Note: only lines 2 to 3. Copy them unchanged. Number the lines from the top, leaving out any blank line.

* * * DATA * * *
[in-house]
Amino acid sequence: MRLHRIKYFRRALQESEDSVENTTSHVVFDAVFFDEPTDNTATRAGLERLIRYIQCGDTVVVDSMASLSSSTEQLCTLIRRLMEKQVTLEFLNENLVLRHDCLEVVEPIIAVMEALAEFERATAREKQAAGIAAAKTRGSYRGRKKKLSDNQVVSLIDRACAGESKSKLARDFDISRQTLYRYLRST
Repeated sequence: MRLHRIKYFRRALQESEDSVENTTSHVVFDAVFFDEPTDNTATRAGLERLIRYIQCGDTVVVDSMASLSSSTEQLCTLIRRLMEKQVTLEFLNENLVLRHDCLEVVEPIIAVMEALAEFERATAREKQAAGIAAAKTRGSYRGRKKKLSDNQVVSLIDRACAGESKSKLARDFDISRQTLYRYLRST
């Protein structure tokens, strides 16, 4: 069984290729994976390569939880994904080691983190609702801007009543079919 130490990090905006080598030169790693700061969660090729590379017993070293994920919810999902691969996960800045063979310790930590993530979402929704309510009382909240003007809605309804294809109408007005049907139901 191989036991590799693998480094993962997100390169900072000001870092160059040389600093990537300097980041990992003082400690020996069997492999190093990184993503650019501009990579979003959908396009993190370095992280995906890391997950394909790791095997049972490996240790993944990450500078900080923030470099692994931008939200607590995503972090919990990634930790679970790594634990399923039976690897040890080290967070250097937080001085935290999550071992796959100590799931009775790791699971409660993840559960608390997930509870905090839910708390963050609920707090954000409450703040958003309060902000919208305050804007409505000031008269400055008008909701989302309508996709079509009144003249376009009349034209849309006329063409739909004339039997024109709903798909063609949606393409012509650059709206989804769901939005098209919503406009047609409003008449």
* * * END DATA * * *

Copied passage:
Amino acid sequence: MRLHRIKYFRRALQESEDSVENTTSHVVFDAVFFDEPTDNTATRAGLERLIRYIQCGDTVVVDSMASLSSSTEQLCTLIRRLMEKQVTLEFLNENLVLRHDCLEVVEPIIAVMEALAEFERATAREKQAAGIAAAKTRGSYRGRKKKLSDNQVVSLIDRACAGESKSKLARDFDISRQTLYRYLRST
Repeated sequence: MRLHRIKYFRRALQESEDSVENTTSHVVFDAVFFDEPTDNTATRAGLERLIRYIQCGDTVVVDSMASLSSSTEQLCTLIRRLMEKQVTLEFLNENLVLRHDCLEVVEPIIAVMEALAEFERATAREKQAAGIAAAKTRGSYRGRKKKLSDNQVVSLIDRACAGESKSKLARDFDISRQTLYRYLRST